by Kieran Healy on July 7, 2011

Tabloid Shutters Doors.

Brooks Cries Crocodile Tears as Reporters Go Home Jobless to Tots.

Union Scum Pick Fight at Sun.

Filthy Rich Editor Weeps in Chelsea Townhouse.

The Catch-22 of the ratings agencies

by niamh on July 7, 2011

Portugal’s debt has just been downgraded to junk bond status. Ireland’s efforts to boost investor confidence are under threat; Italy is starting to look wobbly.

European politicians are openly expressing their anger at the three main ratings agencies’ oligopoly, accusing them of attempting to exercise improper influence over policy-making – the timing of their downgrades is ‘not a coincidence’, and they are ‘playing politics, not economics’.

Evidence from Ireland bears this out – there seems to be no consistency in the way the ratings agencies evaluate the decisions of governments in the Eurozone periphery. Governments are put under pressure to engage in ‘orthodox’ fiscal retrenchment, in line with the EU’s excessive deficit procedures, and as required of Greece, Ireland and Portugal in line with their IMF-EU loan programmes. But as soon as they take relevant action, they find their ratings downgraded on the ‘heterodox’ grounds that taking money out of the economy will damage growth potential. Two bodies of economic theory seem to be at work here: ‘expansionary fiscal contraction’ when the aim is to enforce cuts, Keynesian counter-cyclical policy when the objective is to punish excessive contraction. Damned if you do and damned if you don’t.

Take a look at this graph, from the IMF’s May report on Ireland.

Each of the vertical red lines I’ve added represents an ‘orthodox’ fiscal adjustment on the part of the Irish government between February 2009 and December 2010. The balance was about 65% spending cuts and 35% tax increases, entirely consistent with conventional thinking. The profile looks like this:

The overall adjustment between 2008 and2014 is €29.6bn. This would be equivalent to about 19% GDP and 22% GNP in 2010. Yet Ireland’s ratings have been consistently cut.

Very odd.


My performance/recording vs. oral/literary post has gotten lots of comments, so let’s see if I can drive you all off with a follow-up.

Two other books about the evolution of reading culture I read recently: Space Between Words: The Origins of Silent Reading, by Paul Saenger; and Silent Reading and the Birth of the Narrator, by Elspeth Jajdelska.

The Saenger book concerns the Rodney Dangerfield of punctuation marks: the space. (Why do you think that’s the largest key on your keyboard, hmmm?) Let me quote the publisher’s blurb in a way that makes Saenger’s point. Once upon a time, European scribes wrote like this: [click to continue…]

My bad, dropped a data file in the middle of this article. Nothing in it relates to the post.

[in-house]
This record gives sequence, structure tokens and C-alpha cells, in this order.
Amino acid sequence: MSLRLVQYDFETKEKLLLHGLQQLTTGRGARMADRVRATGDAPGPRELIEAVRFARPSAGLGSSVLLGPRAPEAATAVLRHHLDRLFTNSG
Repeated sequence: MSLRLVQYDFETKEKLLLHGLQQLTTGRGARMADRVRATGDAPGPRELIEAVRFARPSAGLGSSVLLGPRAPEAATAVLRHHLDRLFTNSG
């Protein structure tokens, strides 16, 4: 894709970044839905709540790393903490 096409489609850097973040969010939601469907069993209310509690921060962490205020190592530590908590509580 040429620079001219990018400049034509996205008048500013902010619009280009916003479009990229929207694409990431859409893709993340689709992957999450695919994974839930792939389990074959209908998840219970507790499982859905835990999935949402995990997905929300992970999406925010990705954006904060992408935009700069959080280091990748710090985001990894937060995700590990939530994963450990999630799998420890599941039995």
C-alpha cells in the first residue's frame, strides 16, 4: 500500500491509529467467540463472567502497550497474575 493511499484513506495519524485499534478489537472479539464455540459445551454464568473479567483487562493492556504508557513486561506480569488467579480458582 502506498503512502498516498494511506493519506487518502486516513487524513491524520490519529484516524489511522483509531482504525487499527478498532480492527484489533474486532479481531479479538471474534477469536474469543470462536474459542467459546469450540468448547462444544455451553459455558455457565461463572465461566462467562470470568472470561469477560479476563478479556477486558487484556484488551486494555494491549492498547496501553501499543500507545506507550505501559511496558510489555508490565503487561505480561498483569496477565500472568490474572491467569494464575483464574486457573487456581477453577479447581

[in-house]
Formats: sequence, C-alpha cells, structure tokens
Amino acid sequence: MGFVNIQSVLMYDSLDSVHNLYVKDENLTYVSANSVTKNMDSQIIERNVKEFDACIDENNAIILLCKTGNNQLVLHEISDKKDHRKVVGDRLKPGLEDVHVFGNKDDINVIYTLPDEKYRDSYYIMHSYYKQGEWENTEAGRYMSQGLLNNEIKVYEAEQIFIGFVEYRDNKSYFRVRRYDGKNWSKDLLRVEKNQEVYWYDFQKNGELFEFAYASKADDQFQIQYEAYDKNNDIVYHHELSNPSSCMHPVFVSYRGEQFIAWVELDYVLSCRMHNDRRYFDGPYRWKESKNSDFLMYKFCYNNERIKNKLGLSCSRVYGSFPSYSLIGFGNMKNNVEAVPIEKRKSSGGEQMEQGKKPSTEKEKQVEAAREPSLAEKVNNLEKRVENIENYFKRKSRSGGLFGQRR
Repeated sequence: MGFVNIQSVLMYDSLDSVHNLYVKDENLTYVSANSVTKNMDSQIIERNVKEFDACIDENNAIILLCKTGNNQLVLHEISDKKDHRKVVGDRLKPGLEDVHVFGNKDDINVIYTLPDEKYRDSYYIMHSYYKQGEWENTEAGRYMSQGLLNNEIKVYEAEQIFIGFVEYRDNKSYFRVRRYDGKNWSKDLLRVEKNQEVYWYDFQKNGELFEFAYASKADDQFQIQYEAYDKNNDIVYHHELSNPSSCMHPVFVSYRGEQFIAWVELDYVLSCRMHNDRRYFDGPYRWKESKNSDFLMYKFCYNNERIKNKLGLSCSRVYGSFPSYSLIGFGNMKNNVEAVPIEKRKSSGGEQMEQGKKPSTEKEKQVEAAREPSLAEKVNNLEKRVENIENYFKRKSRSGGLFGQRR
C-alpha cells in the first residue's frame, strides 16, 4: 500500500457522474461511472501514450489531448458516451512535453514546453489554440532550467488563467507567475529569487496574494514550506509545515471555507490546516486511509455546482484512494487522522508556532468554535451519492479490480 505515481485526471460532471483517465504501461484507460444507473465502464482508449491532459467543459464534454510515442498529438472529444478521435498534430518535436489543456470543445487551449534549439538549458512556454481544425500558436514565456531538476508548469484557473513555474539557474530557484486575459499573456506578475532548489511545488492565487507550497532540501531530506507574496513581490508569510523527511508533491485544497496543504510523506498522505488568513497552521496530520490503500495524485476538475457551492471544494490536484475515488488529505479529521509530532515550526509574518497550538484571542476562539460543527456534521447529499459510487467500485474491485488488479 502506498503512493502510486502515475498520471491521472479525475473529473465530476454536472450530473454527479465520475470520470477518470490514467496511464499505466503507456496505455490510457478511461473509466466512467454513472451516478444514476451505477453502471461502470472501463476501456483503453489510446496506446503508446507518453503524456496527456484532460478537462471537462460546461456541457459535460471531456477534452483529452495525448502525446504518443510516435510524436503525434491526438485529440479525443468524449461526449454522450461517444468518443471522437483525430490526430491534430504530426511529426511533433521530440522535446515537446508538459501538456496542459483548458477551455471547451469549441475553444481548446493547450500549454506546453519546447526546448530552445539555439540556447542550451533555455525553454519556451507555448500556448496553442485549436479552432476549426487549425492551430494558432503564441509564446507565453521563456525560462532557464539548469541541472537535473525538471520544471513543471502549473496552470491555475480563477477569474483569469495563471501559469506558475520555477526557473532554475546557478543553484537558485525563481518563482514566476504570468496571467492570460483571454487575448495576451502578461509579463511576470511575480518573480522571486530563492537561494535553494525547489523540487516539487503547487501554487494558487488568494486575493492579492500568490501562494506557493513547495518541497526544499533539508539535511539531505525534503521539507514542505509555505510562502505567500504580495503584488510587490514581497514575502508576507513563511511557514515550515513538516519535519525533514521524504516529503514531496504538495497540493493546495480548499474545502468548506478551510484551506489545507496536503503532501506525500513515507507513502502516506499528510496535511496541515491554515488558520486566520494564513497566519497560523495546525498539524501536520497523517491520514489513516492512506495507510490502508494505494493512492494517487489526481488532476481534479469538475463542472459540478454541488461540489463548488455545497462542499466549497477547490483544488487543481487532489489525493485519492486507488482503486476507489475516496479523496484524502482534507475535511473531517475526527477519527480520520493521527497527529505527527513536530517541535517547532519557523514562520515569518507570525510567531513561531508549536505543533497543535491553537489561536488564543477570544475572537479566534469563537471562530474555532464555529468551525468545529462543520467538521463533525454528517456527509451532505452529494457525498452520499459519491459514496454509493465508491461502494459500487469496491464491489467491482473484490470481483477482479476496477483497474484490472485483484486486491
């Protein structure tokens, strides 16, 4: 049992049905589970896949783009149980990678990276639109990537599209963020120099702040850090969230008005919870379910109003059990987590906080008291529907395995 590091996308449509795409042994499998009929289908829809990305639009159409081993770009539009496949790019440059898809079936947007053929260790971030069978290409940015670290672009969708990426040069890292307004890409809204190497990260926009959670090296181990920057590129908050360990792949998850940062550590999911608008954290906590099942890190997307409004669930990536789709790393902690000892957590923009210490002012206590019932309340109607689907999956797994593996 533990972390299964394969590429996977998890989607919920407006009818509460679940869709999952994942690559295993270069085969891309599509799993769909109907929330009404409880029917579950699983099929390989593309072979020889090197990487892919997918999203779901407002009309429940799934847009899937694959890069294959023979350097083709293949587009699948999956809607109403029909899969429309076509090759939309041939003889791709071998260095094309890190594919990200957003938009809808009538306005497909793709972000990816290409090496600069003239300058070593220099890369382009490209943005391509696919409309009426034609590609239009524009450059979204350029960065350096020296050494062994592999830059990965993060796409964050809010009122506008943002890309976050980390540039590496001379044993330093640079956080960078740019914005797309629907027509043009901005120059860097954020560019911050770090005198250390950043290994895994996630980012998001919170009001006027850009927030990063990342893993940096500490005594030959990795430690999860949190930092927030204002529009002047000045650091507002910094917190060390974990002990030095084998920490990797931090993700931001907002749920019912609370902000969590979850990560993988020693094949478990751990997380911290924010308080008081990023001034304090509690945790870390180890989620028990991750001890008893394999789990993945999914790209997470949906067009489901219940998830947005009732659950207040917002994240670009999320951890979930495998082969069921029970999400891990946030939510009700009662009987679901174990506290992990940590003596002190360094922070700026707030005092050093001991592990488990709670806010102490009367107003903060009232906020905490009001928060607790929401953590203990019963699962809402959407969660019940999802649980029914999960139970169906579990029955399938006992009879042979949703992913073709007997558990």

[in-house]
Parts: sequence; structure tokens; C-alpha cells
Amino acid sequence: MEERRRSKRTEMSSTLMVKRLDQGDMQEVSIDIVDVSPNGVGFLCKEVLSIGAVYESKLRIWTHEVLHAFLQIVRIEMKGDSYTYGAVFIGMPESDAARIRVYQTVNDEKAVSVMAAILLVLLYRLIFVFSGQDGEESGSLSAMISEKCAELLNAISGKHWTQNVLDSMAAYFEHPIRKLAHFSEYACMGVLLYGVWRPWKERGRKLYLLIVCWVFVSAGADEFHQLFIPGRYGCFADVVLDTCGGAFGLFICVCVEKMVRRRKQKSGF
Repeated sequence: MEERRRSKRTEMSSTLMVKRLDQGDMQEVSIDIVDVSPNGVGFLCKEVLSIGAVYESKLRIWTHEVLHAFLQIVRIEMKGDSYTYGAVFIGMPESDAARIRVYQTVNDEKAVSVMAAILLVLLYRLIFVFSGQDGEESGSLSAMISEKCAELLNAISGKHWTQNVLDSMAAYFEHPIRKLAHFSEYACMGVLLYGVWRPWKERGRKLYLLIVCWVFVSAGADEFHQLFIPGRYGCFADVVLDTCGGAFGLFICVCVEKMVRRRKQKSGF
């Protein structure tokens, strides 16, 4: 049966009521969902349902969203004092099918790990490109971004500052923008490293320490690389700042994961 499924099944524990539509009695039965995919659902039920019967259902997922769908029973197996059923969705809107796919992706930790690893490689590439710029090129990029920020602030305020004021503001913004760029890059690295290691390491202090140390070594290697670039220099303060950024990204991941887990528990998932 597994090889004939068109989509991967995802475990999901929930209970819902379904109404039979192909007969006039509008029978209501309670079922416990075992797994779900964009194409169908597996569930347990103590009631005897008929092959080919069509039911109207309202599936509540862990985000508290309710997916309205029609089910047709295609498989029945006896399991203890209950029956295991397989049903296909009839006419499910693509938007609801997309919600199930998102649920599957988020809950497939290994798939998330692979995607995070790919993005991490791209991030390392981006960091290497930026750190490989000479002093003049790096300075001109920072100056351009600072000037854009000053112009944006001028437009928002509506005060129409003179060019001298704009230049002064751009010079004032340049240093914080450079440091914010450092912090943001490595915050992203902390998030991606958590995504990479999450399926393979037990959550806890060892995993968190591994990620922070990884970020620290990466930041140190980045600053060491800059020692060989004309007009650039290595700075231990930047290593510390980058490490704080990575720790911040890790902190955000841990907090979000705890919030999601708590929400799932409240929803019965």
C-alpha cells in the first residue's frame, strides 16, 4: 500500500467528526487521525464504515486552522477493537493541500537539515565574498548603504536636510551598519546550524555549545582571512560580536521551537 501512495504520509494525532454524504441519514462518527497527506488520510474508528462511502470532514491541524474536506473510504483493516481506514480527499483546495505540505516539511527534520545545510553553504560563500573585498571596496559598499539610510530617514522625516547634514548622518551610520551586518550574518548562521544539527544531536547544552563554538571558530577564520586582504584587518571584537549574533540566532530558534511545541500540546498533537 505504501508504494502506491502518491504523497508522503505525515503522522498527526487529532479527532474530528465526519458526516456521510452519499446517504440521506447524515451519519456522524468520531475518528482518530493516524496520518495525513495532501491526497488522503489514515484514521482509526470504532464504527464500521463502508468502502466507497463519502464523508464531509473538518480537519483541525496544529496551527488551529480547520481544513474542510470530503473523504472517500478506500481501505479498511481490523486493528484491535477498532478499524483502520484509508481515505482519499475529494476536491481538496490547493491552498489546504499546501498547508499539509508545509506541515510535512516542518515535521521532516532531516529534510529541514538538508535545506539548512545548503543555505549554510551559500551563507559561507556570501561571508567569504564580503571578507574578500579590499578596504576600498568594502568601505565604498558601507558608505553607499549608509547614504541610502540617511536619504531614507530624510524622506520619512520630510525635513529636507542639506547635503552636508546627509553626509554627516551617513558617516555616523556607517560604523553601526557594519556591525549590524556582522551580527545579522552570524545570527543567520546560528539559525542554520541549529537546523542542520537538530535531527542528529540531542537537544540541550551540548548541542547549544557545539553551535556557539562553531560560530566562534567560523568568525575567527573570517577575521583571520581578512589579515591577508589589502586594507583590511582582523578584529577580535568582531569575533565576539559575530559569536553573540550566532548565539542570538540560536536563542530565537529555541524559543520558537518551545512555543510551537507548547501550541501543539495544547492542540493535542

What Sasha Said

by Belle Waring on July 7, 2011

This is a good post about why rape victims are likely to lie…about the circumstances of the rape in order to make their rape conform to the narrative they think the cops/prosecutors/jury needs to hear.

Thanks to prevailing rape mythology, many people also have very definite ideas about what happens before, during, and after a “real” rape. Real rape victims want no sexual contact of any kind with their attackers and make this crystal clear right from the start. When attacked, they don’t just say “No;” they scream, fight, yell for help, and/or try to escape. Ideally, the victim will duke it out with her attacker to such an extent that she is left with obvious physical injuries. After the rape, she will be visibly distraught and in tears, but this will not prevent her from reporting the attack right away. In the days and weeks following the assault, she will spend a lot of time in the shower and be too traumatized to appear to function normally.

Some rapes do indeed happen like that; most don’t. And the more a rape departs from this script, the harder it is for the victim to be believed and taken seriously. She didn’t fight or try to escape? She must’ve wanted it. She wasn’t crying or visibly upset right after the rape? She’s probably lying about being attacked. She was seen laughing and seemingly having a good time just days after being raped? It couldn’t have been that bad.

Rape victims know this. Realizing that many people won’t understand why you acted in a way that doesn’t fit their preconceived notions of “how rape victims act,” or worse, knowing that many people will automatically disbelieve you because of your background or even blame you for being attacked brings some rape victims to the conclusion that there’s only one way they’re going to see their rapist punished: lie.

[click to continue…]